NEWS
March 8, 2022

Congress Passes 'Dr. Lorna Breen Health Care Provider Protection Act'

Congress Passes 'Dr. Lorna Breen Health Care Provider Protection Act'

Disclaimer: This story discusses suicide and self-harm. If you or someone you know is at risk of suicide please call the 998 Suicide & Crisis Lifeline at 998, text TALK to 998, or go SpeakingOfSuicide.com/resources for additional resources.

Suicide rates among healthcare workers were at an all-time during the pandemic. Even as infection rates and hospitalizations stabilize and even decrease around the country, the number of suicides continues to rise. Dr. Lorna Breen, an Emergency Room physician at New York-Presbyterian Allen Hospital in New York City was on the front lines in March 2020 when the first wave of COVID-19 patients hit the country. 

Overwhelmed by the sheer number of patients and after contracting the virus herself, she reached out to family and friends with her ongoing mental health struggles. Dr. Breen traveled to Charlottesville, Virginia, and checked into the University of Virginia Medical Center psychiatric ward. Then, Dr. Breen stayed with her sister in Virginia where ultimately she took her own life. According to her family, there were no previous mental health issues prior to the pandemic. 

Image: Dr. Lorna Breen 

As a result, Dr. Breen’s family has championed the Dr. Lorna Breen Health Care Provider Protection Act (HR 1667) to help spread the word regarding mental health within the healthcare community and to get adequate resources and funds to help those in need. Spearheaded by Senator Tim Kaine (D-VA), the act easily passed the house of Congress and is headed to President Biden’s office to be signed into law. 

“Our health care workers have long suffered significant burnout, and it’s been exacerbated by serving on the front lines combatting COVID 19,” said Senator Tim Kaine (D-Va.), the lead sponsor on the bill. “We owe these healers not only a debt of gratitude but more robust support. This legislation will take steps to provide them with greater resources to cope with the mental health challenges they face.”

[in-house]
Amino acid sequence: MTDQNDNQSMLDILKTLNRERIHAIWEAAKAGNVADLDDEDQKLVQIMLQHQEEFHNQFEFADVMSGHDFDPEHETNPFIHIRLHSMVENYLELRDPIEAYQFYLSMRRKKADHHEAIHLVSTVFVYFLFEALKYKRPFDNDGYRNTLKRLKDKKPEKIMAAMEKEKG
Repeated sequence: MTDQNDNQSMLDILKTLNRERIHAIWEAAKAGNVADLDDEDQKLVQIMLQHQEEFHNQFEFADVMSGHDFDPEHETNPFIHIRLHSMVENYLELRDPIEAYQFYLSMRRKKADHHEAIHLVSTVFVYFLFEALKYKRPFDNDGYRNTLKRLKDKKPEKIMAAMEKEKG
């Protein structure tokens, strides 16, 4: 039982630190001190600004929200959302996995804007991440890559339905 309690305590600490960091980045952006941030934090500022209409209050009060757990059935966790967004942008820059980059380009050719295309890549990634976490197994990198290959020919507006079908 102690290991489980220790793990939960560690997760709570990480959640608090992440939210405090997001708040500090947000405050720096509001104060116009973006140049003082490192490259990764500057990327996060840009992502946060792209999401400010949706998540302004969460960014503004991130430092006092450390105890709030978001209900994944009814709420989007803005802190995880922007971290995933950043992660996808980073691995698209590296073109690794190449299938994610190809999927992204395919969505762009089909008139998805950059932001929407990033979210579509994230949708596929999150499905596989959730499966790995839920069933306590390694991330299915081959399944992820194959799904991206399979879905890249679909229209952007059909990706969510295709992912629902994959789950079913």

“This is a huge recognition to all those who have been working so tirelessly on our behalf that we see you, and we hear you, and we are actually working hard to help you and to support you,” said Corey Feist, Breen’s brother-in-law and the co-founder of the Dr. Lorna Breen Heroes’ Foundation. “On a more personal level, Lorna cared so deeply about her colleagues … This law passing is an extension of her caring for her colleagues in the deepest possible way.”

Once passed into law, this act will strengthen federal resources to fight burnout, prevent suicide and raise awareness about depression and other mental health issues among healthcare workers. 

According to Corey Feist, funding for it was included in the American Rescue Plan Act that was passed last year. The money will be allocated to 46 institutions across the country working to help health care professionals. 

The act was backed by more than 70 organizations including the American Medical Association, the American Hospital Association, and the American College of Emergency Physicians.

Youtube video

Youtube video

Image: Dr. Lorna Breen

Providing Resources to Healthcare Professionals

The Dr. Lorna Breen Health Care Provider Protection Act:

  • Establishes grants for training health profession students, residents, or health care professionals in evidence-informed strategies to reduce and prevent suicide, burnout, mental health conditions, and substance use disorders. The grants would also help improve health care professionals’ well-being and job satisfaction.
  • Seeks to identify and disseminate evidence-informed best practices for reducing and preventing suicide and burnout among health care professionals, training health care professionals in appropriate strategies, and promoting their mental and behavioral health and job satisfaction.
  • Establishes a national evidence-based education and awareness campaign targeting health care professionals to encourage them to seek support and treatment for mental and behavioral health concerns.
  • Establishes grants for employee education, peer-support programming, and mental and behavioral health treatment; health care providers in current or former COVID-19 hotspots will be prioritized.
  • Establishes a comprehensive study on health care professional mental and behavioral health and burnout, including the impact of the COVID-19 pandemic on such professionals’ health.

The Statistics

According to the Dr. Lorna Breen Heroes’ Foundation, mental health amongst healthcare workers, specifically, physicians and nurses, is a long-forgotten issue that only grew as a result of the pandemic. 

  • 400 physicians die by suicide each year
  • Burnout has been shown to cause a 200% increase risk in medical errors
  • Physicians and nurses die by suicide at 2x the rate of the general population
  • 62% of nurses and 42% of doctors are feeling burned out while battling COVID-19

"It is making an impact, and we are hearing from the health care workforce that it is already working and helping," Corey Feist said. "And the gratitude and appreciation for this right now, given what they’ve been through is, frankly, even more important than the dollars."